Michele Kipke, PhD

Vice Chair of Research
Principal Investigator, Research on Children, Youth and Families
Professor of Pediatrics (Clinical Scholar), Keck School of Medicine of USC
Clinical Interests

Diagnosis, treatment and early interventions for children with neurodevelopmental disorders


Medical School

Albert Einstein College of Medicine/Ferkauf Graduate School of Psychology, Yeshiva University


Division of Adolescent Medicine, Department of Pediatrics, Children’s Hospital Los Angeles/USC; Behavior Therapy Program, Department of Psychiatry, Albert Einstein College of Medicine, Bronx Municipal Medical Center


Professional Memberships

American Pediatric Society (APS), Society for Pediatric Research (SPR), Society for Adolescent Health & Medicine (SAHM), American Psychological Association (APA), American Public Health Association (APHA), North American Association for the Study of Obesity (NAASO), Academy for Health Services Research and Health Policy (AHSRHP).



Dr. Kipke’s is widely published on topics that examine individual, familial, peer, and social network influences on youth involvement in risky behaviors. Her research interests include pediatric health outcomes and services research; neurodevelopmental disorders, including autism; access and barriers to health care and disparities in health outcomes; community-level influences on health outcomes, and social epidemiology and health status/outcomes of children, adolescents, and families; community-based translational research and research with at-risk and vulnerable children and adolescents to examine risk factors associated with poor health outcomes, including HIV, injury and violence.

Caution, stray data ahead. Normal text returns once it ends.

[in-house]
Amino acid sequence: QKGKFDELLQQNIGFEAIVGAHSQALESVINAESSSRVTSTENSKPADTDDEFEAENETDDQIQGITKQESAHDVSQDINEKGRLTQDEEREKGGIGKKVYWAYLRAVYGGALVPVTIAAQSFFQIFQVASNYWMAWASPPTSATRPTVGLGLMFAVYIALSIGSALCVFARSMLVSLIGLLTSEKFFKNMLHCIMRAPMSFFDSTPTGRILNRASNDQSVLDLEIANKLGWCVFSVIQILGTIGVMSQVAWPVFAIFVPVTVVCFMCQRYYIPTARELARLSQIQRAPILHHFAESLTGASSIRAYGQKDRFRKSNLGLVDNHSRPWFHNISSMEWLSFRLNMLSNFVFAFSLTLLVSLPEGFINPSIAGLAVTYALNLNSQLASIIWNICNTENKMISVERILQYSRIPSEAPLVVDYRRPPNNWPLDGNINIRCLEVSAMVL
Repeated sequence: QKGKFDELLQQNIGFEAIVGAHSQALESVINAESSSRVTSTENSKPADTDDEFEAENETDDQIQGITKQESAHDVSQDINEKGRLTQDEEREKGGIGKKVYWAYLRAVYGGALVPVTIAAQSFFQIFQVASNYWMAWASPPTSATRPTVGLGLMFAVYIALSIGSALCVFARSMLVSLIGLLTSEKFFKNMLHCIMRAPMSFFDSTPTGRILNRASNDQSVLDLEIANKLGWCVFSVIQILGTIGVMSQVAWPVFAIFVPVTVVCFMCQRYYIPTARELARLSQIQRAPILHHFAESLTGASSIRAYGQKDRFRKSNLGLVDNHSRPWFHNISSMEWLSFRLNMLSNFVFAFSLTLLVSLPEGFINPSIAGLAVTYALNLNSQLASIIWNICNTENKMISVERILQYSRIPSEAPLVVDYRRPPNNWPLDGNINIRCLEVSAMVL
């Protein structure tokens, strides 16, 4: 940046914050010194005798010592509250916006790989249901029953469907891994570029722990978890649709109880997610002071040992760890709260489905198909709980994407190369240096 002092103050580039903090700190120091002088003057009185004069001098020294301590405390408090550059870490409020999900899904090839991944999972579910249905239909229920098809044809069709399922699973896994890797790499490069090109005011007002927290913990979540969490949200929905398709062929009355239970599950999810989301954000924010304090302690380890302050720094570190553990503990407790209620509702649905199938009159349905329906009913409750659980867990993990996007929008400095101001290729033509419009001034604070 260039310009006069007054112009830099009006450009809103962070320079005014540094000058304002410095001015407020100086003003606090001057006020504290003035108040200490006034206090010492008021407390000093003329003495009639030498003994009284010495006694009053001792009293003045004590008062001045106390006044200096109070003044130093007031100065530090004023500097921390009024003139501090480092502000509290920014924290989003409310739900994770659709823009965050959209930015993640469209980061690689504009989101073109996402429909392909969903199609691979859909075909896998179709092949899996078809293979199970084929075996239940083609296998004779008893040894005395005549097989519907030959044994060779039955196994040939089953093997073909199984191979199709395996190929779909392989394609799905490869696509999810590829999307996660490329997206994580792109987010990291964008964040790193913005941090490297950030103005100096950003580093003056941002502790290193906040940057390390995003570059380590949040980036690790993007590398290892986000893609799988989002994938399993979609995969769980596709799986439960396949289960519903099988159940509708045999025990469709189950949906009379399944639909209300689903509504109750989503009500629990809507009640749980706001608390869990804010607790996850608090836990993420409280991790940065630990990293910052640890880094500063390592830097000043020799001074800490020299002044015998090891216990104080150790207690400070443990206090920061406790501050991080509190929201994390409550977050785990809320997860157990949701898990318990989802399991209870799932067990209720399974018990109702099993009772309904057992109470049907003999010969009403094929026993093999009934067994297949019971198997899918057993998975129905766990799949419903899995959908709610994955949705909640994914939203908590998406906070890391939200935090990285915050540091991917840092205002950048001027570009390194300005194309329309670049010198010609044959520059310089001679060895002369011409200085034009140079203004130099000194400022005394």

Research Studies

The purpose of this study is to understand the impact of the COVID-19 pandemic on vulnerable families in Los Angeles, including those caring for a child with special health care needs. Information from this research will be used to understand what the key resource and service needs of families are at this time as well as identify interventions that can be developed or adapted to address these needs.